Spinal cord and brain samples collected postsacrifice were sectioned and subjected to immunofluorescent staining by methods previously described [26]. Details of antibodies used are provided in Table 1. Slides were visualized under a Zeiss Apotome or Leica DM5000B microscope. To quantify nuclear or cytoplasmic staining intensity, unprocessed single-channel images were overlaid with 4,6-diamidino-2-phenylindole (DAPI) with the help of Adobe Photoshop CS5. The nuclear area was traced based on the DAPI signal with the pencil tool followed by tracing of the entire cell body, also with the pencil tool, but with a different color. All the cells of interest were thus marked followed by removal of the DAPI channel and the images were saved. Further analysis of images were carried out by following a protocol described elsewhere [27], with minor modifications. Briefly, the images were opened with ImageJ software and converted to 16-bit. The regions of interest (already marked out in Photoshop) were selected using the freeform selection tool. Measurement was set for integrated density from the Analyze menu. Whole cell and/or its nuclear fluorescence intensities were measured after correcting for background fluorescence. Nuclear:cytoplasmic ratio or just nuclear fluorescence intensity or overall fluorescence intensity was calculated from data generated from multiple sections.
Table 1

List of antibodies used for Western blots (WB) and immunofluorescence (IF)

Antibody against

Dilution for WB

Dilution for IF





Millipore (Temecula CA, USA)

Arginase 1


Santa Cruz (Santa Cruz, CA, USA)



Cell Signaling Technologies (Danvers, MA, USA)

Glyceraldehyde 3-phosphate dehydrogenase


Santa Cruz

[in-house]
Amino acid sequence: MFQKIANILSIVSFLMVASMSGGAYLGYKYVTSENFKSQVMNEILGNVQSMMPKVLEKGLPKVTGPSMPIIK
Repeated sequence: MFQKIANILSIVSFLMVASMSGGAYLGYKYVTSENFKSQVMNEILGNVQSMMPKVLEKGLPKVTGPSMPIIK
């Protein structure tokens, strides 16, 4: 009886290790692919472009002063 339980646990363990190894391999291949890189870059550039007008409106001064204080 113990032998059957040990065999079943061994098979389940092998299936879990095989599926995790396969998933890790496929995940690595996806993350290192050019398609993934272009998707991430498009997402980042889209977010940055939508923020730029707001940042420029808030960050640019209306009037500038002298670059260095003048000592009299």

Glial fibrillary acidic protein



Cell Signaling Technologies

Hemagglutinin antigen HA



Roche Applied Sciences (Penzberg, Germany)

Human transactive response DNA binding protein 43 (TDP-43; clone 2E2-D3)



Abnova (Taipei City, Taiwan)




Wako Chemicals (Richmond, VA, USA)




Santa Cruz

Inducible nitric oxide synthase


BD Biosciences (San Jose, CA, USA)




Cell Signaling Technologies




Nuclear factor kappa B (NF-κB)



Santa Cruz



Abcam (Cambridge, UK)



Proteintech (Chicago, IL, USA)




Phospho-NF-κB (Ser 536)



Cell Signaling Technologies,

Synaptic vesicle protein-2 SV-2


Developmental Studies Hybridoma Bank (Mt. Prospect, IA, USA)

Tumor necrosis factor-α






Stem Cell Technologies (Vancouver, Canada)

Neuromuscular Junction Staining

Twenty-μm-thick cryosections of mouse gastrocnemius muscle were used to stain for neuromuscular junctions (NMJs). Presynaptic connections were stained using neurofilament-H and synaptic vesicle protein 2 (SV2). Tetramethylrhodamine-conjugated α-bungarotoxin (1:100; Sigma-Aldrich, St. Louis, MO, USA) was used to label acetylcholine receptors located at the subsynaptic membrane. Montages of z-stack images were captured using a Zeiss Apotome microscope and the images were processed using ImageJ and Adobe Photoshop. NMJs were classified as fully innervated, partially innervated, or denervated, based on the extent of overlap of α-bungarotoxin and neurofilament-H+SV2 staining.

Protein Extraction Protocols

Spinal cords were excised from anesthetized mice after perfusion with ice-cold 0.9% saline. Whole protein lysates were extracted by methods previously described [26]. Cytosolic and nuclear fractions from cultured cells were also prepared as per methods described elsewhere [28]. Purity of the fractions was confirmed by the presence of cytosolic glyceraldehyde 3-phosphate dehydrogenase or nuclear P84 proteins.

Immunoblot Analysis

Immunoblot analysis were performed from samples containing equal amount of protein (quantified by Bio-Rad Protein assay; Bio-Rad, Hercules, CA, USA) by methods previously described [26]. Details of antibodies used are represented in Table 1.

Generation of Stable NSC34-hTDPA315T Cell Line